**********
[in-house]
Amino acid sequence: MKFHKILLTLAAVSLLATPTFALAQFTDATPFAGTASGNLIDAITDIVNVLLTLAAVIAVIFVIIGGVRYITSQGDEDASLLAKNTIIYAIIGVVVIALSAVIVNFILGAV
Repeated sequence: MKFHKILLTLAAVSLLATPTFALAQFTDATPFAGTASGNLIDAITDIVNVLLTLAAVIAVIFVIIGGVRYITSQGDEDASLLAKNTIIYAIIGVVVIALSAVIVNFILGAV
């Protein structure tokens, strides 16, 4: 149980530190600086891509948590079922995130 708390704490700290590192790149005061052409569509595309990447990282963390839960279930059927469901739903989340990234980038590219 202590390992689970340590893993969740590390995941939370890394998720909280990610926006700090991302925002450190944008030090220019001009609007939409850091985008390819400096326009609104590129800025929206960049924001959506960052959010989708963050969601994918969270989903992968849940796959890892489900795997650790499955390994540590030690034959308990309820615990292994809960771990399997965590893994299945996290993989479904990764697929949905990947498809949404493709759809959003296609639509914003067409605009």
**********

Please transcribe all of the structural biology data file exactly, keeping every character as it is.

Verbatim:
[in-house]
Amino acid sequence: MKFHKILLTLAAVSLLATPTFALAQFTDATPFAGTASGNLIDAITDIVNVLLTLAAVIAVIFVIIGGVRYITSQGDEDASLLAKNTIIYAIIGVVVIALSAVIVNFILGAV
Repeated sequence: MKFHKILLTLAAVSLLATPTFALAQFTDATPFAGTASGNLIDAITDIVNVLLTLAAVIAVIFVIIGGVRYITSQGDEDASLLAKNTIIYAIIGVVVIALSAVIVNFILGAV
């Protein structure tokens, strides 16, 4: 149980530190600086891509948590079922995130 708390704490700290590192790149005061052409569509595309990447990282963390839960279930059927469901739903989340990234980038590219 202590390992689970340590893993969740590390995941939370890394998720909280990610926006700090991302925002450190944008030090220019001009609007939409850091985008390819400096326009609104590129800025929206960049924001959506960052959010989708963050969601994918969270989903992968849940796959890892489900795997650790499955390994540590030690034959308990309820615990292994809960771990399997965590893994299945996290993989479904990764697929949905990947498809949404493709759809959003296609639509914003067409605009």